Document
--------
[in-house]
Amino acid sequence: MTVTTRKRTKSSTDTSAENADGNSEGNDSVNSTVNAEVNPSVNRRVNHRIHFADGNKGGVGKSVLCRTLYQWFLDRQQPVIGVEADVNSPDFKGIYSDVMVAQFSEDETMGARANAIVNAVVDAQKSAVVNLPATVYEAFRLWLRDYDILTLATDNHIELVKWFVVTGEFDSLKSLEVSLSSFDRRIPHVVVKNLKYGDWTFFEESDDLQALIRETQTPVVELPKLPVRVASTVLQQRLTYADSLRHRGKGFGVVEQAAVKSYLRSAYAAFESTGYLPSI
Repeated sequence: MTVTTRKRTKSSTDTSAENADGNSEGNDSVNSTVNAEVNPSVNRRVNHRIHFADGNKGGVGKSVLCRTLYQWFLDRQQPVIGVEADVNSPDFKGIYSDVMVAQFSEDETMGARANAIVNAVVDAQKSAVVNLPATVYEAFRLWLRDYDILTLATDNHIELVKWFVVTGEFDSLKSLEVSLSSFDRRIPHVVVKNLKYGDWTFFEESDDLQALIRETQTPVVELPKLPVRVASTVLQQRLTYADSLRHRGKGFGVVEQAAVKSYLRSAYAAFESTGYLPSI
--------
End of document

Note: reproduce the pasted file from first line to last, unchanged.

[in-house]
Amino acid sequence: MTVTTRKRTKSSTDTSAENADGNSEGNDSVNSTVNAEVNPSVNRRVNHRIHFADGNKGGVGKSVLCRTLYQWFLDRQQPVIGVEADVNSPDFKGIYSDVMVAQFSEDETMGARANAIVNAVVDAQKSAVVNLPATVYEAFRLWLRDYDILTLATDNHIELVKWFVVTGEFDSLKSLEVSLSSFDRRIPHVVVKNLKYGDWTFFEESDDLQALIRETQTPVVELPKLPVRVASTVLQQRLTYADSLRHRGKGFGVVEQAAVKSYLRSAYAAFESTGYLPSI
Repeated sequence: MTVTTRKRTKSSTDTSAENADGNSEGNDSVNSTVNAEVNPSVNRRVNHRIHFADGNKGGVGKSVLCRTLYQWFLDRQQPVIGVEADVNSPDFKGIYSDVMVAQFSEDETMGARANAIVNAVVDAQKSAVVNLPATVYEAFRLWLRDYDILTLATDNHIELVKWFVVTGEFDSLKSLEVSLSSFDRRIPHVVVKNLKYGDWTFFEESDDLQALIRETQTPVVELPKLPVRVASTVLQQRLTYADSLRHRGKGFGVVEQAAVKSYLRSAYAAFESTGYLPSI